- Armoured personnel carrier
Armoured personnel carriers (APCs) are
armoured fighting vehicles developed to transport infantryon the battlefield. They usually have only a machine gunalthough variants carry recoilless rifles, anti-tank guided missiles (ATGMs), or mortars. They are not really designed to take part in a direct-fire battle, but to carry the troops to the battlefield safe from shrapneland ambush. They may have wheels or tracks. Examples include the American M113(tracked), the British FV 432 (tracked), the French VAB (wheeled), the Dutch/German GTK Boxer (wheeled) and the Soviet BTR (wheeled). More heavily armed and armoured are Infantry fighting vehicles, which are designed for direct combat.
World War I, when the tankwas developed, the British Mark V* tank was designed with a small passenger compartment to carry troops. By some definitions this can be considered the first armoured personnel carrier. The first specialised APC was the Mark IX of 1918.
During World War II,
half-tracks such as the American M3 and the German SdKfz 251played a role similar to the armoured personnel carriers that were developed later on. Another forerunner to the APC during this time was the British Universal Carrieralso known as the Bren Carrier for the weapon it was designed to carry. Often, APCs were simply armoured cars with the capacity for carrying troops, but they evolved into purpose-built vehicles to suit the demands of motorised warfare from World War II
In 1944, the commander of
II Canadian Corps, General Guy Simonds, ordered the conversion of 72 US-produced M7 Priestself-propelled howitzers to personnel carriers. They were, at the time, being replaced by the British Ordnance QF 25 pounder, and no future plans had been drawn up for them. The howitzer was removed, and the resulting hole was plugged with whatever steel was available. The vehicle was called Kangaroo, after the workshop which did the conversion, which was codenamed Kangaroo. Later in the war Canadian-built Ram tanks were used as a basis for the majority of conversions, as they were replaced by US Sherman tanks, and the original Kangaroos were converted back to self-propelled howitzers and returned to American forces.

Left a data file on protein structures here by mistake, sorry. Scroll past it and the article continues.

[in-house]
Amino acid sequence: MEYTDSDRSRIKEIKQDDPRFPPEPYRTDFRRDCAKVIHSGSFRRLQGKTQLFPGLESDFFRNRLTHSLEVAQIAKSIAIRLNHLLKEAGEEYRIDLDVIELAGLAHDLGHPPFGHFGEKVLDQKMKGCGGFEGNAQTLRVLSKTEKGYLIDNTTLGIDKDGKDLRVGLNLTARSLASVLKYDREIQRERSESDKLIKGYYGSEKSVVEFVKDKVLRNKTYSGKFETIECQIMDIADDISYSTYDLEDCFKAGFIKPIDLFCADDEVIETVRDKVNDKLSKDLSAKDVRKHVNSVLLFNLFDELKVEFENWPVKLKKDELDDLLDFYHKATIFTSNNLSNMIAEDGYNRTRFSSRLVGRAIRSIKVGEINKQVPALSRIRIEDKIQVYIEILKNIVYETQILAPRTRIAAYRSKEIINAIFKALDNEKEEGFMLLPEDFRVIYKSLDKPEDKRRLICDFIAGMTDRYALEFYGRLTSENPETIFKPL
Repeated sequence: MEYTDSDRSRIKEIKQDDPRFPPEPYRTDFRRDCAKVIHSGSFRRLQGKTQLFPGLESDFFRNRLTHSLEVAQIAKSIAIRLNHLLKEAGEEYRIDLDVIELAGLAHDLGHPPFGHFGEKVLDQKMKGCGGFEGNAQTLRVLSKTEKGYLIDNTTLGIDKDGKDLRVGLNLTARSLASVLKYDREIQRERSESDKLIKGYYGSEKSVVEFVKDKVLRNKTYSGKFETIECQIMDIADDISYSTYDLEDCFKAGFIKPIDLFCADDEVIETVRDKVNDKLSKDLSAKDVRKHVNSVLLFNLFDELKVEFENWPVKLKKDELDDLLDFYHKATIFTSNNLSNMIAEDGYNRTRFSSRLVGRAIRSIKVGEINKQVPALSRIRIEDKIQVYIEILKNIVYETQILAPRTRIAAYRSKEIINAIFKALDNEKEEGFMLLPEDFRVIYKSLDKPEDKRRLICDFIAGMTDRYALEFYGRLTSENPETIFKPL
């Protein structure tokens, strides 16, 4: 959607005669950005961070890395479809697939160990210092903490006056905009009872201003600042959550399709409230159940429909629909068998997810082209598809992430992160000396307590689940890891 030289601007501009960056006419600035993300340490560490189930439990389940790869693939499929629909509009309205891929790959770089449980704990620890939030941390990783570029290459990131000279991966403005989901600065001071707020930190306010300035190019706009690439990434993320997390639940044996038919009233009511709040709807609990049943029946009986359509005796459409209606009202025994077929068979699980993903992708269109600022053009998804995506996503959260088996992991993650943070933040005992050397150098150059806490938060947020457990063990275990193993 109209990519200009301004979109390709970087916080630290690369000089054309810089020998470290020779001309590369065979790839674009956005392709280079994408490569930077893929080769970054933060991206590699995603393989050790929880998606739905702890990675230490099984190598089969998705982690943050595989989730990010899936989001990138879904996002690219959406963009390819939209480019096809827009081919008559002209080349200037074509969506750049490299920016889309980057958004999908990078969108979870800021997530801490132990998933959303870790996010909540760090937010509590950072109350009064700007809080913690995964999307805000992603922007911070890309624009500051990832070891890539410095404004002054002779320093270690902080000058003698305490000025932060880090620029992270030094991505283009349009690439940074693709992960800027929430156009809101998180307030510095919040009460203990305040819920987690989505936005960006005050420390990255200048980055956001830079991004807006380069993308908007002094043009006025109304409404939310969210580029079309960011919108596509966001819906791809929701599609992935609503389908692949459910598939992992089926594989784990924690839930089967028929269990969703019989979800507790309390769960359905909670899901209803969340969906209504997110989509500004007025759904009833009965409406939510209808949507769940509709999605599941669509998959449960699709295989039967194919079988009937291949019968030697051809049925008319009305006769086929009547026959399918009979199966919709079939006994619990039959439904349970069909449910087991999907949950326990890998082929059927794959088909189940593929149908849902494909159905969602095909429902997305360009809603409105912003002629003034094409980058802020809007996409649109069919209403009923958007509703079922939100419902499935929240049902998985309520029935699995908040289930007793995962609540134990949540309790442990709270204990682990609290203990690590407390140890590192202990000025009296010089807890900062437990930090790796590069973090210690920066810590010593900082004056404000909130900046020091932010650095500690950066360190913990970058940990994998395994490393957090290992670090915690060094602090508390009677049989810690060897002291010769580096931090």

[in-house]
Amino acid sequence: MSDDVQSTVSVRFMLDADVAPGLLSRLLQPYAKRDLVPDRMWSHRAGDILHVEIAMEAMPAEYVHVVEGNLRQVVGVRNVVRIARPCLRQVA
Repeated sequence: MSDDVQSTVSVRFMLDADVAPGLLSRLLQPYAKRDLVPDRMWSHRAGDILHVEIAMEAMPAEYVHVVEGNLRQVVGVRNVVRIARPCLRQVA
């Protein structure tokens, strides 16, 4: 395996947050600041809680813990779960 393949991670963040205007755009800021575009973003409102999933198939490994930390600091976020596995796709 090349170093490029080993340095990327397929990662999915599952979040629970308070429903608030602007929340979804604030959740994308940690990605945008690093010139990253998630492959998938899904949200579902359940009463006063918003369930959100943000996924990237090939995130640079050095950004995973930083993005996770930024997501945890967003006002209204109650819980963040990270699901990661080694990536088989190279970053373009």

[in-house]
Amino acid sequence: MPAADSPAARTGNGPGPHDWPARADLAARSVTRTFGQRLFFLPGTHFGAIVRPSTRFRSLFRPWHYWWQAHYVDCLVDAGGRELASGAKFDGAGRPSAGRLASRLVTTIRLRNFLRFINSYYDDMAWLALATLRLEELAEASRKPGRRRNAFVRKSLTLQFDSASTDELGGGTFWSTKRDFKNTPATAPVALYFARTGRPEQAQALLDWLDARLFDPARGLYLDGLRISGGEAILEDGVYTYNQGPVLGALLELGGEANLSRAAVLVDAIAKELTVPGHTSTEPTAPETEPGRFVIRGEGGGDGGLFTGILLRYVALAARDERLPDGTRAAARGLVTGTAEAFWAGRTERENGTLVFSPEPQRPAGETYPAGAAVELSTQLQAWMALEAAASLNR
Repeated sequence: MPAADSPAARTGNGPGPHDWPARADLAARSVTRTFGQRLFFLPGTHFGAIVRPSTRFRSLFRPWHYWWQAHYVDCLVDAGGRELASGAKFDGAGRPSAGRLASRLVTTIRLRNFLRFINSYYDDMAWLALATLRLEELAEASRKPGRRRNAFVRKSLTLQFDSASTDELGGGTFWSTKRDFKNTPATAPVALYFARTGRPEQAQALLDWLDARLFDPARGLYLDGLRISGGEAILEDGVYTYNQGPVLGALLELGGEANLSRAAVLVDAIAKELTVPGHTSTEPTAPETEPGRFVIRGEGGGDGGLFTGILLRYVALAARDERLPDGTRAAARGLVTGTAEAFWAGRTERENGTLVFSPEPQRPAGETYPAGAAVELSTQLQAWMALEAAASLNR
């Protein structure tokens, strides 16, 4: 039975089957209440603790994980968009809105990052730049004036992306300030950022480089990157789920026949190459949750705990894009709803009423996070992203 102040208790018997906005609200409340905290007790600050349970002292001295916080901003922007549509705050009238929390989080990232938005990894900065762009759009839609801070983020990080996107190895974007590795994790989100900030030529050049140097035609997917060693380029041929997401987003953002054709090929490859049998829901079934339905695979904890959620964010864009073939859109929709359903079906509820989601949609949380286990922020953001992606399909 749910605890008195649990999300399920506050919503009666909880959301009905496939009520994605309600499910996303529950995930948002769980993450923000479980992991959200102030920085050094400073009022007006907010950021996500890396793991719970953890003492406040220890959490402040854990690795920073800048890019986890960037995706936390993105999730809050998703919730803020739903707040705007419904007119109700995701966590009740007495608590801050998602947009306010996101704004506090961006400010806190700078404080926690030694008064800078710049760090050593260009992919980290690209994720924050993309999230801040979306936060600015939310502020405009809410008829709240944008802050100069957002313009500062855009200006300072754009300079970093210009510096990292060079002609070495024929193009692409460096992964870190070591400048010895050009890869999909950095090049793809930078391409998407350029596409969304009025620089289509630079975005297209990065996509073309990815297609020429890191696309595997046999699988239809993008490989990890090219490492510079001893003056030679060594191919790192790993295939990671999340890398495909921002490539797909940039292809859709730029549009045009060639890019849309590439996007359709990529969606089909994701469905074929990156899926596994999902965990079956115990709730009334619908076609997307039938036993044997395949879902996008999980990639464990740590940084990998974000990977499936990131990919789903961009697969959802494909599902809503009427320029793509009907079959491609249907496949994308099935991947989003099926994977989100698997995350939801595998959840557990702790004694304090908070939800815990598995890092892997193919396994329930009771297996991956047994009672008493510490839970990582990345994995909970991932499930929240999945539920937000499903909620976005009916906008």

After the war, different specialised APCs were developed. The United States developed a series of tracked vehicles, culminating in the
M113"box on tracks", of which 80,000 were made. The Soviet Uniondeveloped the wartime BTR-40, BTR-152, BTR-60, BTR-70and BTR-80into a series of 8-wheeled APC.
At the end of the 1980s,
Israelconverted captured T-55tanks to APCs, reminiscent of WWII conversions. The result is one of the best protected APCs in the world, called IDF Achzarit.
infantry fighting vehicleis a development of the armoured personnel carrier concept.
Currently Israel has bought and is manufacturing over 150 new Wolf's.
Most armoured personnel carriers use a
diesel enginecomparable to that used in a large truckor in a typical city bus(APCs are often known to troops as 'Battle Taxis' or 'Battle Buses'). The M113 for instance used the same engine as the standard General Motors urban bus.
Many APCs are amphibious. Usually tracked APCs are powered by their tracks in the water, and wheeled APCs have propellors or
water jets. Preparations for amphibious operations usually comprises checking the integrity of the hull and folding down a trim vane in front. Swimming required fairly still waters, and good entry and exit points. Speed in water is typically 3-6 km/h.
Armour on APCs are usually composed of simple steel or
aluminium, sufficient for protection against small arms fire and most shell fragments. Just about any type of anti-tank weapon can defeat the armour of an APC.
The usual armament for an APC is a 12.7 (.50") or 14.5 mm heavy
machine gun. This is mounted on top of the vehicle, either on a simple pintle mount, sometimes with a gun shield, or a small turret. Sometimes an automatic grenade launcheris used instead.
Infantry fighting vehicle
List of modern armoured fighting vehicles
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Look at other dictionaries:
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